Assignments are piling up, conflicting quizzes, lack of time, demanding schedules… Just reading this may make you experience gentle palpitations. I reckon the word stress comes to mind, perhaps? Stress is an integral part of the human experience and, in fact, vital for survival. Mild stress can motivate us and stimulate creativity, which may improve productivity. However, individuals vary in how much stress they can bear and their unique ways of managing it. During times of elevated stress levels when methods to cope with it are ineffective, you’ll note that your health suffers. If left unchecked, it can lead to both physical and psychological problems.1,2
While we experience stress throughout our lives, it can be higher at certain stages of life. One such period of prolonged high pressure is pursuing higher education, such as graduate school. This period in life is topped with diverse stressors. These include interpersonal relationships (with friends, romantic interests, professors, etc.), financial concerns, worries about the future and expectations to achieve. The demands of daily academic life further compound the everyday events you encounter. If left unattended, high-stress levels in an educational setting can lead to student burnout, dropout and overall impairment of intellectual functioning.2,3
For students seeking to improve stress management, striving toward a school-life balance is a healthy coping mechanism.6 For example, taking a walk or getting some physical activity in between classes is beneficial for your physical health and will also boost your mood and leave you with a positive feeling that your energy is not entirely consumed by academic life.1,6 There are numerous other strategies, such as listening to music, seeking social support from friends and family, practicing deep breathing or journaling.4,5
Sometimes, life may start to slow down too much. Ultimately, the school-life balance will differ for each of you, and it’s essential to consider what that balance looks and feels like for yourself. Balance does not necessarily mean an even split. The accurate balance between all the different components in life is elusive for most individuals, whether they are students or not.1,4 A more realistic ‘balance’ may feel more like satisfaction with how much time and energy each activity takes.8
You may feel like you’re not making progress toward your goals or even feel surrounded by negative emotions at times. During these times, getting motivated to set goals and reach them can be most challenging. However hard it may be to get started, it’s essential to follow through on the things you want to do. Students can use strategies to strive toward a more balanced academic life, such as:
– Set a schedule: being busy doesn’t mean the same as being productive. Therefore, having a plan ahead and having your activities listed out can assist you in keeping track of your time and better assessing whether your plan supports your ‘balance’ and well-being. This is easily doable today with various apps on your phone.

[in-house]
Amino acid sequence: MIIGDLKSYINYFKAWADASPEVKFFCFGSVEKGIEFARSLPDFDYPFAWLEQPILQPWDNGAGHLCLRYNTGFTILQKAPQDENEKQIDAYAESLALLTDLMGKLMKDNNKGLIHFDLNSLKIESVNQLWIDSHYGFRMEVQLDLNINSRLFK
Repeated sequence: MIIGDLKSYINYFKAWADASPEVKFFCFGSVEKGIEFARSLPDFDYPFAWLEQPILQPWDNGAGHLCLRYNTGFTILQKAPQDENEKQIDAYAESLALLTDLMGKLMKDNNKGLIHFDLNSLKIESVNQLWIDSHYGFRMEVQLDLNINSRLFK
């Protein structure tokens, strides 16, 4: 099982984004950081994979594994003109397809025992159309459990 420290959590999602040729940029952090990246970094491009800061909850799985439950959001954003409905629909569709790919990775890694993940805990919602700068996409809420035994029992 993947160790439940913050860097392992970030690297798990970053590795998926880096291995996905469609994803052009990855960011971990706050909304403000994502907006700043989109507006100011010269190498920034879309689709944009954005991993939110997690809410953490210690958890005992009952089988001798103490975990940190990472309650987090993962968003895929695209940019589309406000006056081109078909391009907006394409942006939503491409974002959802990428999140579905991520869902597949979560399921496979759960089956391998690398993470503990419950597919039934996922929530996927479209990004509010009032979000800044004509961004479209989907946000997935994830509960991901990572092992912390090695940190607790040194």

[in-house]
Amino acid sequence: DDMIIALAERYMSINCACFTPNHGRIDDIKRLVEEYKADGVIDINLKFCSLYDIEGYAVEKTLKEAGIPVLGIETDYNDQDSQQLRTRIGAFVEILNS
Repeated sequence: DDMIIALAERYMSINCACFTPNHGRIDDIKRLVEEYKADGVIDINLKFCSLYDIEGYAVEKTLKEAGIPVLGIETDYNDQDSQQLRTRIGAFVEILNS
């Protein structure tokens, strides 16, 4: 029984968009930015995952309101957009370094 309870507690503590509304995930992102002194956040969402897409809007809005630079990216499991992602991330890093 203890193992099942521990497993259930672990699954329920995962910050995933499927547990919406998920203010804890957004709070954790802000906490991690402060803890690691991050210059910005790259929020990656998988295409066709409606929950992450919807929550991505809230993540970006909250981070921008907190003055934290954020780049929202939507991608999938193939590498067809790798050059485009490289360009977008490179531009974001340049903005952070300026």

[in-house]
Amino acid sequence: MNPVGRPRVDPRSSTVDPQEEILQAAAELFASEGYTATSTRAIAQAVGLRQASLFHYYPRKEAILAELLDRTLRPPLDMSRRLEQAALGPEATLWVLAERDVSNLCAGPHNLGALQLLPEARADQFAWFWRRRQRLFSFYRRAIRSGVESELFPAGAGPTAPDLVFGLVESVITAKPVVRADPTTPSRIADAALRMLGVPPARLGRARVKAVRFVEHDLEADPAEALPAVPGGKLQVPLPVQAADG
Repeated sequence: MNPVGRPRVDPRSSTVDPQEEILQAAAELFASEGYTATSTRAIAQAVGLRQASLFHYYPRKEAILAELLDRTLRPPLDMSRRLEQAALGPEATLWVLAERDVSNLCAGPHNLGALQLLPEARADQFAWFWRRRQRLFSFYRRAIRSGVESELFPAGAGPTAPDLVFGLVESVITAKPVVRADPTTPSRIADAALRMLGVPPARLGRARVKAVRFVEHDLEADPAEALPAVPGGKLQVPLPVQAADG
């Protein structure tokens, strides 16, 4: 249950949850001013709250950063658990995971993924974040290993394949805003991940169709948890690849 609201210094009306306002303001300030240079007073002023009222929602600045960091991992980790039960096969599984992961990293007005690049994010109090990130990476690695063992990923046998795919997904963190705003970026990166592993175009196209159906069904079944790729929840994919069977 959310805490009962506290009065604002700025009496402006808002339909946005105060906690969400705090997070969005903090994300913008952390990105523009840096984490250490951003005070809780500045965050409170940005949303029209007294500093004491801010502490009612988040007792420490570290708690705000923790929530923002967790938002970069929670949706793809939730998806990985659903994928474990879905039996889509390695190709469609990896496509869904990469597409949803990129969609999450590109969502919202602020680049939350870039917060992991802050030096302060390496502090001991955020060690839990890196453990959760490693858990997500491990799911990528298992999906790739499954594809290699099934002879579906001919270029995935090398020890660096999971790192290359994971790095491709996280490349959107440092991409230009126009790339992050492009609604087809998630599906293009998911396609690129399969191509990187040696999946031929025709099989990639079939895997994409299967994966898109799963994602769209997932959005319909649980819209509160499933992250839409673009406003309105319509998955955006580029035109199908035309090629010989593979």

– Set realistic goals: using SMART goals not only for long-term goals but for smaller ones. If you need to, use this goal-setting handout to help you plan your process.
– Know your limits: check your stress levels often and when it seems you’re passing your threshold, make time to care for yourself. Remember that mistakes can happen, and you may not get the desired results, but these are all learning experiences that are part of your growth. Caring for yourself could include activities like meditating, exercising, reading, and practicing positive self-talk..5,7
– Be present: focusing on what is happening in the current moment will help to avoid distractions from your future activities, allowing you to be more engaged with what is meaningful right now.
– Celebrate the small and big victories: If you complete a task, whether it’s big or small, it still equates to an achievement! So please be sure to take some time to take a break, treat yourself to your favorite meal or go out with friends. You’ve earned it! Keep up the motivation when you’re done celebrating by setting another goal and growing!
– Identify your roadblocks: confront and acknowledge whatever is holding you back. You might be surprised that something is keeping you from achieving your goals. This “something” could be a lack of skill in one area, or a quality you may not realize is the culprit.6 If you’ve worked with someone on a task before, you could ask them for their insight on how they accomplished it. You may even ask them to help you identify what you’re doing wrong if you find it helpful.
– Ask for help: it can be tricky, but don’t be afraid to rely on your support system should you need help or an extra boost. Be mindful that you surround yourself with people who care about you and your well-being. You can even ask them to check in on your plan and progress from time to time.8
Take care of your health and see yourself in a positive light!
Anand Amin, MD, OMP
NMSA International Vice-President Communications & PR